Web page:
HERMES CHTHONIUS (Khthonios) The guide of the dead. The Chthonic Hermes led Persephone back from the underworld in spring. He was represented as a phallic god aroused by the sight of the goddess.


HESTIA The maiden goddess of the hearth who presided over the baking of bread, mankind's stable food. She was closely associated with the grain-goddess Demeter, and the pair were often depicted seated side by side amongst the gods of Olympus.

HORAE The goddesses of the seasons who ordered the heavenly cycles. They were spring-time companions of Persephone and Demeter. Individually they represented peace, justice and good order, prerequisites for farming prosperity.

IACCHUS (Iakkhos) The god of the ritual cry "iacche iacche" of the Eleusinian processions. Holding a torch in his hand, he was represented leading Persephone forth from the underworld. The god was identified with the Chthonic Hermes and Bacchic Dionysus.

IASION The consort of Demeter in teh Samothracian Mysteries. He lay with the goddess in a thrice-ploughed field and for this was struck down by a thunderbolt of Zeus. Like Persephone, he was probably represented returning to Demeter from the underworld in the spring.

LAMPADES Torch-bearing nymphs of the underworld. They were attendants of the Eleusinian Hecate, and were probably imagined as guiding the ghosts of the Initiates to their blessed resting place in Hades.

MACARIA (Makaria) The goddess of the "blessed" death. She was a daughter of Hades and Persephone who was probably connected with the favoured afterlife promised to the initiates of the Mysteries.

OCEANIDES Goddess nymphs who presided over the earthly sources of fresh-water. They were the spring-time companions of the goddess Persephone.

PERSEPHONE The queen of the underworld and goddess of the grain. Her return to the earth marked the onset of spring and the sprouting of the new grain. In the Mystery cult she presided over secret rites which ensured initiates the path to a blessed afterlife.

PLUTUS (Ploutos) The blind god of agricultural wealth and bountiful harvests. He was a son of Demeter who was depicted as a boy holding a cornucopia (horn of plenty) sprouting with grain or the fruits of the earth.

POSEIDON The god of both the sea and the sources of fresh-water (rivers, springs and wells). By Demeter he was the father of the Mystery goddess Despoene.

TRIPTOLEMUS (Triptolemos) The greatest of the Eleusinian demi-gods or heroes. He was despatched by Demeter and Persephone in a winged, serpent-drawn chariot to instruct the whole of mankind in the art of agriculture. His name means "he who pounds the husks", and he was probably associated in the Mysteries with the sacred threshing floor.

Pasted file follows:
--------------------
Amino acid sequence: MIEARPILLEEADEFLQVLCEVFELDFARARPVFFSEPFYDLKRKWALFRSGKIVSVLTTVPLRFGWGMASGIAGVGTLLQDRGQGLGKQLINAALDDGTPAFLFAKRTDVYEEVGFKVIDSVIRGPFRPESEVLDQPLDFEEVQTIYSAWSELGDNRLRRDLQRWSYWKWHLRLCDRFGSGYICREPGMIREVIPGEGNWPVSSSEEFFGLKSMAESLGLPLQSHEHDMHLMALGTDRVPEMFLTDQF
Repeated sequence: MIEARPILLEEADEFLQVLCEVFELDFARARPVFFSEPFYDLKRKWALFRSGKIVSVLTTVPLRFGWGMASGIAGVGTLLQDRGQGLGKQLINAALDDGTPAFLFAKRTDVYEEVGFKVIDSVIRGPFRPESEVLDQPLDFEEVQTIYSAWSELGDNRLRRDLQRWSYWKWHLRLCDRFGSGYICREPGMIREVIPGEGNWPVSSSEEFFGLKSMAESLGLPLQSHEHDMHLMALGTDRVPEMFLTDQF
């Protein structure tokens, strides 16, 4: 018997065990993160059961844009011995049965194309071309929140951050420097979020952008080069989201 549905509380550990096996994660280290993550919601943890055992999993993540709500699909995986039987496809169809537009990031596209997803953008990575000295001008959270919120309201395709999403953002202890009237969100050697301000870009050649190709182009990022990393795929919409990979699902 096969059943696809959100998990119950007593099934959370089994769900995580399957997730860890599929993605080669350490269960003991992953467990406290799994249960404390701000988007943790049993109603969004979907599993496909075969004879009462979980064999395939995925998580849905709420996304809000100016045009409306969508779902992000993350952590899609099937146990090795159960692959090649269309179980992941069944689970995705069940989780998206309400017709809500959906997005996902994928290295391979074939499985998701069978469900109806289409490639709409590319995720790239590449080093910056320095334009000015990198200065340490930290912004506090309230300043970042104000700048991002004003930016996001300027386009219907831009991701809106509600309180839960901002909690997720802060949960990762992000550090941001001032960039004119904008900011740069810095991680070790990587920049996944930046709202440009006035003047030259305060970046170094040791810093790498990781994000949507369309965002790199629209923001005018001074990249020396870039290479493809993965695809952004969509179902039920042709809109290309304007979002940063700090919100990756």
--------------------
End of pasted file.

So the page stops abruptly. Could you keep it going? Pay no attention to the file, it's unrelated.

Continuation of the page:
TROCHILUS (Trokhilos) A demi-god of the Eleusinian Mysteries. His name means "he who turns," which suggests he was associated with the wheel used for the grinding of flour.

ZAGREUS The mystic Dionysus. He was a son of Zeus and Persephone who was torn apart by the Titans when his father placed him on the throne of heaven. Only his heart was recovered which the god fed to Semele who rebirthed the child as the god Dionysus.

ZEUS The king of the gods and god of rain. He was one of the major gods of agricuture alongside Demeter (Earth), Persephone (Grain), and Hades (Earth's Chthonic Fertility).


"[Comedy-Play describing the song of the Thesmophoria festival of Demeter.]
[Man] : Look, Thratta, at the cloud of smoke that arises from all these lighted torches. Ah! beautiful [festival of the] Thesmophorai! grant me your favours, protect me, both within the temple and on my way back! Come, Thratta, put down the basket and take out the cake, which I wish to offer to the two goddesses. Mighty divinity, oh, Demeter, and thou, Persephone, grant that I may be able to offer you many sacrifices; above all things, grant that I may not be recognized.
Woman Herald : Silence! Silence! Pray to the Thesmophorai, Demeter and Koura [Persephone]; pray to Ploutos, Kalligeneia, Kourotrophos [Hekate], Ge (the Earth), Hermes and the Kharites (Graces), that all may happen for the best at this gathering, both for the greatest advantage of Athens and for our own personal happiness! May the award be given her who, by both deeds and words, has most deserved it from the Athenian people and from the women! Address these prayers to heaven and demand happiness for yourselves. Io Paean! Io Paean! Let us rejoice!
Chorus (singing) : May the gods deign to accept our vows and our prayers! Oh! almighty Zeus, and thou, god with the golden lyre [Apollon], who reignest on sacred Delos, and thou, oh, invincible virgin, Pallas [Athene], with the eyes of azure and the spear of gold, who protectest our illustrious city, and thou [Artemis], the daughter of the beautiful Leto, queen of the forests, who art adored under many names, hasten hither at my call. Come, thou mighty Poseidon, king of the sea, leave thy stormy whirlpools of Nereos; come, Sea-Maidens (Korai Enialioi), come, ye Mountain-Wandering Nymphs (Nymphai Oreiplanktoi). Let us unite our voices to the sounds of the golden lyre, and may wisdom preside at the gathering of the noble matrons of Athens.
Woman Herald : Address your prayers to the gods and goddesses of Olympos, of Delphoi, Delos and all other places." - Aristophanes, Thesmophoriazusae 280